Maverick isn’t an overwhelming physical presence, but he and Helms work with a big man/little man dynamic that I’ve always enjoyed in tag teams, and they do it well. Twice, Maverick flings his partner into the air to do damage to their foes, whether it be on a gorilla press that turns into a splash for a close two count or launching him out of the ring to land on both Hardys. Such power already has been established through some early interactions with Jeff: delivering a brutal-looking spear and then catching him in midair to disrupt the Hardys’ now-well-known Poetry In Motion double team.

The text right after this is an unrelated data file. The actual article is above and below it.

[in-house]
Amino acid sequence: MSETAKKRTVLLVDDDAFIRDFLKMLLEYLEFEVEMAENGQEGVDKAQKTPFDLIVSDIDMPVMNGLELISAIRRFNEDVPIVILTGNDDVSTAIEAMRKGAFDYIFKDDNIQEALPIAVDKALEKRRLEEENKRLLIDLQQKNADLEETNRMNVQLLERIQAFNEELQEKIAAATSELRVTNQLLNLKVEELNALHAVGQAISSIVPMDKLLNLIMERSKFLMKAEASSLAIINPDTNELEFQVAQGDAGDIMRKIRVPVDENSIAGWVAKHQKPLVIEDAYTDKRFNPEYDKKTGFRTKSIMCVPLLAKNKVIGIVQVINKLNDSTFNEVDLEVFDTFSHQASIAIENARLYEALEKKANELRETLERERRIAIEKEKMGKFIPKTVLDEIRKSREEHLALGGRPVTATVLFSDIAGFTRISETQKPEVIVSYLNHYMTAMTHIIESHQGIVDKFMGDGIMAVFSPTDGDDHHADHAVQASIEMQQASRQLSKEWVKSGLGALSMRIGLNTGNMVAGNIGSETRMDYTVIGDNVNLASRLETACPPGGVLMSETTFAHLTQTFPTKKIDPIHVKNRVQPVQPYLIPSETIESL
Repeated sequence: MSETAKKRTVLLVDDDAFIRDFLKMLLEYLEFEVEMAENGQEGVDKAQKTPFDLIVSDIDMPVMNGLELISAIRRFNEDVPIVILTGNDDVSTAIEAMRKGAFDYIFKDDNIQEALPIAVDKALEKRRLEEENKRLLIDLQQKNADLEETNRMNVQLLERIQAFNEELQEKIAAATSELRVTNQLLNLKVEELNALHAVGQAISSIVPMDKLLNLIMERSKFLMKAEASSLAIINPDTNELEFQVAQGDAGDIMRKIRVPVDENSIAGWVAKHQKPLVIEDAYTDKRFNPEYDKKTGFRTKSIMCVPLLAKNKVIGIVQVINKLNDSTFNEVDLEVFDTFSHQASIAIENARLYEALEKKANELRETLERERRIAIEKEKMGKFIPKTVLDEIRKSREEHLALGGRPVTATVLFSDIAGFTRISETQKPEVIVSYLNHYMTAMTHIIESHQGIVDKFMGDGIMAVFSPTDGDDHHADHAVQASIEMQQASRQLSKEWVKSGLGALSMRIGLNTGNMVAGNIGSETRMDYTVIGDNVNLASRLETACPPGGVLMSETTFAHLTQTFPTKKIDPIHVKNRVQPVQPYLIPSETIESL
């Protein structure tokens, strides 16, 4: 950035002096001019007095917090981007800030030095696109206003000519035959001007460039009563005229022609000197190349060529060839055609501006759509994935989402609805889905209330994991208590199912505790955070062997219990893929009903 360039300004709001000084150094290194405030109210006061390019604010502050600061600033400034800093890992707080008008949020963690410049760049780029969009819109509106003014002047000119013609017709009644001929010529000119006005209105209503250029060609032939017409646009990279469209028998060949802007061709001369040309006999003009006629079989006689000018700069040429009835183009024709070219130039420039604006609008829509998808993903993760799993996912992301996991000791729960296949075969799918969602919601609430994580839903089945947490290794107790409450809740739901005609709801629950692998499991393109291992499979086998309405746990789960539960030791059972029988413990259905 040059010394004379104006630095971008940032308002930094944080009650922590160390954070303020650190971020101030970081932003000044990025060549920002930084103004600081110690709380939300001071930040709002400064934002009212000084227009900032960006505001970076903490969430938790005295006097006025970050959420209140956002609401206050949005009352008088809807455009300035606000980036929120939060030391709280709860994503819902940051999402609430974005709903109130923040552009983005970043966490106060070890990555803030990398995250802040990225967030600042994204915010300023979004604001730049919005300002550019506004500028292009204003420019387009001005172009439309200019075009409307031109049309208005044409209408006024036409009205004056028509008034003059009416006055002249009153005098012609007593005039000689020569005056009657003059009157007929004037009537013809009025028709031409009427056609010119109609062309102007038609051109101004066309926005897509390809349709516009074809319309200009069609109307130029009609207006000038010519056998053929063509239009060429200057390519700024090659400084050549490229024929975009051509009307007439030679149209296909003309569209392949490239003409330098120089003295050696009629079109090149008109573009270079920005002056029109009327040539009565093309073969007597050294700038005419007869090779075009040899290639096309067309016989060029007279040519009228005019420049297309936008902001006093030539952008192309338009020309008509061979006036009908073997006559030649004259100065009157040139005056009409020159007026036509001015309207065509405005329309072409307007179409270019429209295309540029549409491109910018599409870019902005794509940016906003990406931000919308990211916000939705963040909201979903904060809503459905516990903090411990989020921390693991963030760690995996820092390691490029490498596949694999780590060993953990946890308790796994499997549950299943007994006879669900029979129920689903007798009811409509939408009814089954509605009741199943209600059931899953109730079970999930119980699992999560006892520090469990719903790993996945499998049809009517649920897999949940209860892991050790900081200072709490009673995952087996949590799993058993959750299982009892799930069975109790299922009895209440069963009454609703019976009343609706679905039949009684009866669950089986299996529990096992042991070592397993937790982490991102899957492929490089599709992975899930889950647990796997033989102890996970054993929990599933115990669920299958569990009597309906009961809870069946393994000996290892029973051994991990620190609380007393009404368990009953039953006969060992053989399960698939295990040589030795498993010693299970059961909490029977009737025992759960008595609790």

Helms plays a spectacular face in peril and it’s the engine that keeps this match going. He spends more time in the ring than anyone else, and the fans bite on every bit of offense he musters up, even if it ends with him getting cut off. After an initial exchange with Matt where something as simple as a leg trip by Helms gets the crowd cheering, Matt turns the tide with a handful of hair followed by two knees to the midsection in the corner. Helms promptly counters in the far corner by flipping up and over Matt, but lands clutching at his midsection in a spectacular snapshot of nuanced selling. While taking the heat of the match, Helms continues to sell but never completely fades, showing enough fight to keep the already-rabid crowd engaged.